Second, SLT has been widely reported to be relatively safe, with a very short pulse duration and minimal collateral damage as it targets pigmented trabecular meshwork cells [16]. Notwithstanding, potential complications including iritis (up to 80%), IOP spikes (62% without prophylactic treatment, 28% with treatment) and corneal damage (0.8%) may deter some ophthalmologists from offering this procedure as a first-line treatment for OAG and OHT. In the “LiGHT” study, only 1 SLT out of 771 (0.1%) was associated with an IOP spike, which is lower than that reported in previous studies [10]. Notably, the LiGHT study population is treatment-naive and predominantly white, hence the results may not be generalizable to other ethnicities or patients who had prior medical treatment. To reduce the incidence of severe iritis and postlaser IOP spikes, particularly in pigmented eyes or pigmentary glaucoma, lower laser settings have been recommended, with staged treatments (90° at a time) and prophylactic administration of brimonidine or oral acetazolamide [17]. The use of anti-inflammatory eye drops (steroidal or nonsteroidal) after SLT may not only reduce anterior chamber inflammation, but may improve reduction of IOP in the short term [18]. Nonetheless from a newly diagnosed glaucoma patient’s perspective, the risks of SLT (however small) compared with side effects from topical medications cannot be underestimated. Hence, it would have been useful if the LiGHT study found substantial evidence that the SLT would improve a patient’s quality of life over medical treatment, which would aid informed consent for SLT as a primary treatment.

Finally, in countries with universal health coverage, treatment recommendations should be based on economic data in addition to clinical outcomes. The “LiGHT” study found that SLT was cost-effective over a 3-year period in a UK NHS setting. It is important to recognize that these conclusions are specific to the UK healthcare system and are based on the excellent efficacy and safety outcomes reported in the “LiGHT” study. Moreover, if the effects of SLT were to diminish over the longer-term and patients eventually require surgery or medications, these factors also need to be taken into account. Cost savings were also anticipated for the Canadian [19] and USA [20] healthcare systems when SLT was compared with topical glaucoma therapy. The cost-effectiveness of SLT in other reimbursement environments in which out-of-pocket payments constitute a significant part of the health financing landscape remains uncertain, and will likely be significantly influenced by the cost and choice of medications prescribed. More importantly, the results from the “LiGHT” study suggest that SLT may be a useful and cost-effective option in certain developing countries or healthcare settings with limited access to glaucoma medication and where compliance is an issue—though this requires further confirmation with studies in that specific population.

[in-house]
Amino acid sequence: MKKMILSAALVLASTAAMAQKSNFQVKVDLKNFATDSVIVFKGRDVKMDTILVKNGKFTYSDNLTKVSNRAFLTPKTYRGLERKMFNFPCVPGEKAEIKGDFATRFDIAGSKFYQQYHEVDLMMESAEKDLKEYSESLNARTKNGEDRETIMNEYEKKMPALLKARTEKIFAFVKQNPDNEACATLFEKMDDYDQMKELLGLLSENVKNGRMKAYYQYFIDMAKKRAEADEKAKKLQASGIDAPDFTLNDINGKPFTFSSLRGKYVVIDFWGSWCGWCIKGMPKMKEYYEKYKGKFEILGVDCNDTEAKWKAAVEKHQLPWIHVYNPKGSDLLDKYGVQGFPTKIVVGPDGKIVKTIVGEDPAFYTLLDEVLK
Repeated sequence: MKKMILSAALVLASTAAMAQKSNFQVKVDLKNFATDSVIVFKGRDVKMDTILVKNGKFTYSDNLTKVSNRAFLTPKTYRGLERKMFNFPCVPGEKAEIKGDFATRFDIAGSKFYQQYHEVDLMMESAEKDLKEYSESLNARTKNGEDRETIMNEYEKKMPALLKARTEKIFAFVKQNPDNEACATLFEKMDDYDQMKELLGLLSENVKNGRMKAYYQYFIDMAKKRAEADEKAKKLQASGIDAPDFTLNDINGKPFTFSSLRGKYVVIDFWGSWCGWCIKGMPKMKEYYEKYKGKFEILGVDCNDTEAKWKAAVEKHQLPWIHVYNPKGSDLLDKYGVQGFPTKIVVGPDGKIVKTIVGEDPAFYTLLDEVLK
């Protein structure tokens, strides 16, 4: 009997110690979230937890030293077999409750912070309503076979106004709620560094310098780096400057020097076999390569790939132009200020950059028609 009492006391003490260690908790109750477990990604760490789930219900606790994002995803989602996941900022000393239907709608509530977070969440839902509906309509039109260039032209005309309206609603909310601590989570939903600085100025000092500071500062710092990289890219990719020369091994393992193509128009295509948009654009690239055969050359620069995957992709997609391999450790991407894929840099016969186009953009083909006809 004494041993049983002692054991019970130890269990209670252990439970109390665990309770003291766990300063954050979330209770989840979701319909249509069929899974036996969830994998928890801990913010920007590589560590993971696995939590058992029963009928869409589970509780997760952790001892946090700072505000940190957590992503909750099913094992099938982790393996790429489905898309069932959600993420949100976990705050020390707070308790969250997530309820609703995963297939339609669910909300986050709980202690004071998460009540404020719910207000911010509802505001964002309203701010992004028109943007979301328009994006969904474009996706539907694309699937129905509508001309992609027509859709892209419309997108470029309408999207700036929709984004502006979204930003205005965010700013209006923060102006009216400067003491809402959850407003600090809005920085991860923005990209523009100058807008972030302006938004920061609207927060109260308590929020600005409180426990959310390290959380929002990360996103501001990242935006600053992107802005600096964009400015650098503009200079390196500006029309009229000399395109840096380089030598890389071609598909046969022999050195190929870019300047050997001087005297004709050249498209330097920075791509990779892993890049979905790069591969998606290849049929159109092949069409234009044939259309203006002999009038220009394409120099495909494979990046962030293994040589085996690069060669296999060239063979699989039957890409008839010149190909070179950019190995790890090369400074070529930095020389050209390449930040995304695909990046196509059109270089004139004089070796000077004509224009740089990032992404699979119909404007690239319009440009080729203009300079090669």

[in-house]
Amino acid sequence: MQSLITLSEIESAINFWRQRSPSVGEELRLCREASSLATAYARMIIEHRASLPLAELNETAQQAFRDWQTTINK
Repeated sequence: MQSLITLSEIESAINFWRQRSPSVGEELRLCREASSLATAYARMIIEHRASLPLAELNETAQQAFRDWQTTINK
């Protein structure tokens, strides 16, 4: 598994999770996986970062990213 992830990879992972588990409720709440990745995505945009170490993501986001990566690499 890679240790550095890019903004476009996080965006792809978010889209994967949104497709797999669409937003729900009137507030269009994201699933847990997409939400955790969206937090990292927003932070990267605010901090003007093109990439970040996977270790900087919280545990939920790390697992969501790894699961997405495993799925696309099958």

In summary, the “LiGHT” study results support the use of SLT as a first-line treatment for POAG and OHT in a treatment-naive study population. However, the factors discussed above suggest that the conclusions from the study may not be completely generalizable to other patient populations and health reimbursement systems. Moreover, while trial data are considered the “gold standard” in evaluating a treatment modality, the safety and efficacy results of the LiGHT study are excellent whereas “real world” outcomes may differ, as many factors may affect outcomes for laser trabeculoplasty [21]. The acceptance of SLT as a primary treatment into daily clinical practice may also be influenced by other factors such as the surgeon’s experience and thus preference; medico-legal considerations, or even logistical issues, such as access to laser facilities. Ultimately, the decision for SLT or medications as primary treatment in cases of newly diagnosed glaucoma should be a discussion between the surgeons and patients, outlining the risks and benefits as described above with a discussion about costs of each choice and the impact on quality of life. With scientifically robust studies such as the “LiGHT” study, ophthalmologists are now better equipped to inform our patients about their choices for the primary treatment of OAG and OHT.